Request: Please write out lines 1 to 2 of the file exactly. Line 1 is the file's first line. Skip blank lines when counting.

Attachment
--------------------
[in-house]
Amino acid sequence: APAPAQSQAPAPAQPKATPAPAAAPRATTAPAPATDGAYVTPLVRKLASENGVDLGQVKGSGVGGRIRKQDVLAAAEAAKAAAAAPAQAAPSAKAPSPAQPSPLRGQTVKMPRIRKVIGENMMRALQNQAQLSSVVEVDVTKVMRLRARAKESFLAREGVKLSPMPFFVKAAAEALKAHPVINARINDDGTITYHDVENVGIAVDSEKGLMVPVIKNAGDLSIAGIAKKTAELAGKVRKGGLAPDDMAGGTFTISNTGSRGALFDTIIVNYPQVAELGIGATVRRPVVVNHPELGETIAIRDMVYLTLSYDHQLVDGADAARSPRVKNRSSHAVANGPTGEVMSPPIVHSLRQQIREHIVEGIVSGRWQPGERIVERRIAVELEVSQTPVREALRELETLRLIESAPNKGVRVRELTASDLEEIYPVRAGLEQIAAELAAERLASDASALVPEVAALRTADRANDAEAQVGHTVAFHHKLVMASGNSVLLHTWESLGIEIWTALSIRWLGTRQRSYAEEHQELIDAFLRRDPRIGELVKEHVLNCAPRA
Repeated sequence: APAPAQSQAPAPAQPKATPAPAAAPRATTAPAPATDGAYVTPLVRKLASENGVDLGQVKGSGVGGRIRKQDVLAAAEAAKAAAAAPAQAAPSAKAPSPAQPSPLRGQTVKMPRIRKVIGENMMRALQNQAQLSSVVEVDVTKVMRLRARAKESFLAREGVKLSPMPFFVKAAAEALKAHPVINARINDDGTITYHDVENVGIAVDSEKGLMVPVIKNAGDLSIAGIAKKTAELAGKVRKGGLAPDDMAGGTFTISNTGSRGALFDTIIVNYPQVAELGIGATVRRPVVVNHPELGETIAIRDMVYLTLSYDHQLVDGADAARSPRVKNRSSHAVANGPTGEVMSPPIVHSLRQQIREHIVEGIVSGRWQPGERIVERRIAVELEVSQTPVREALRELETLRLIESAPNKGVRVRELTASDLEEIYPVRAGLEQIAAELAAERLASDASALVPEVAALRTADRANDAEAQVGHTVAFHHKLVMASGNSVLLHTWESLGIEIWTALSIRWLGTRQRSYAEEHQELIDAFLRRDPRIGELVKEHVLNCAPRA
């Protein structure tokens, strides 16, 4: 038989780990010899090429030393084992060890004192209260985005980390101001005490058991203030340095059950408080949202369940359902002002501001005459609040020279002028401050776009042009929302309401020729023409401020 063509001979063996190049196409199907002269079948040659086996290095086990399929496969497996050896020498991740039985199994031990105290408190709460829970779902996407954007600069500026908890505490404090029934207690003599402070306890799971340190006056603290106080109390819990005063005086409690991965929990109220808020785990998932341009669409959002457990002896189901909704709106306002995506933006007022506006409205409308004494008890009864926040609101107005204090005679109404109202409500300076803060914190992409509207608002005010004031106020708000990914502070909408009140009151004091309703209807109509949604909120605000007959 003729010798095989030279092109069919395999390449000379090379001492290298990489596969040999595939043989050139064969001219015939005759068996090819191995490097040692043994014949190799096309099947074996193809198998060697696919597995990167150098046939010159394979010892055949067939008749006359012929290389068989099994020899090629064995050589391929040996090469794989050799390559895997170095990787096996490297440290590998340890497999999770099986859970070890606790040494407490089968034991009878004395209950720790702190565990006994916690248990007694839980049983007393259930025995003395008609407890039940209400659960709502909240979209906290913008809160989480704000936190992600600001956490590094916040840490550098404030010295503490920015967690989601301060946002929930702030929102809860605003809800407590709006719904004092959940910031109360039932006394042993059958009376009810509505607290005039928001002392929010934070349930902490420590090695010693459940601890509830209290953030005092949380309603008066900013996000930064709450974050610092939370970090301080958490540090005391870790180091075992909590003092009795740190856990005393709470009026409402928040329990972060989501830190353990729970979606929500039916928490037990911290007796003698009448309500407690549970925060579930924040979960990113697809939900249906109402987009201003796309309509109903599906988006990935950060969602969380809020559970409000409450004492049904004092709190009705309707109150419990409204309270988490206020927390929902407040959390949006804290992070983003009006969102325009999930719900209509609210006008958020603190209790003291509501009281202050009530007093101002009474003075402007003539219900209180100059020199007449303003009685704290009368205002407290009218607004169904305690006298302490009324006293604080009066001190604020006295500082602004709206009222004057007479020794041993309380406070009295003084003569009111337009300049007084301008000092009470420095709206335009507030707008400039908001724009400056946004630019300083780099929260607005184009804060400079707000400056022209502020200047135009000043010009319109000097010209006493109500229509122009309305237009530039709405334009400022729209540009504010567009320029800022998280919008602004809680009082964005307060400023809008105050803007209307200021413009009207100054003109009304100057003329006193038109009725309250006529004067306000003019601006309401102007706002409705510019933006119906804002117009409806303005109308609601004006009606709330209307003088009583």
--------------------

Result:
[in-house]
Amino acid sequence: APAPAQSQAPAPAQPKATPAPAAAPRATTAPAPATDGAYVTPLVRKLASENGVDLGQVKGSGVGGRIRKQDVLAAAEAAKAAAAAPAQAAPSAKAPSPAQPSPLRGQTVKMPRIRKVIGENMMRALQNQAQLSSVVEVDVTKVMRLRARAKESFLAREGVKLSPMPFFVKAAAEALKAHPVINARINDDGTITYHDVENVGIAVDSEKGLMVPVIKNAGDLSIAGIAKKTAELAGKVRKGGLAPDDMAGGTFTISNTGSRGALFDTIIVNYPQVAELGIGATVRRPVVVNHPELGETIAIRDMVYLTLSYDHQLVDGADAARSPRVKNRSSHAVANGPTGEVMSPPIVHSLRQQIREHIVEGIVSGRWQPGERIVERRIAVELEVSQTPVREALRELETLRLIESAPNKGVRVRELTASDLEEIYPVRAGLEQIAAELAAERLASDASALVPEVAALRTADRANDAEAQVGHTVAFHHKLVMASGNSVLLHTWESLGIEIWTALSIRWLGTRQRSYAEEHQELIDAFLRRDPRIGELVKEHVLNCAPRA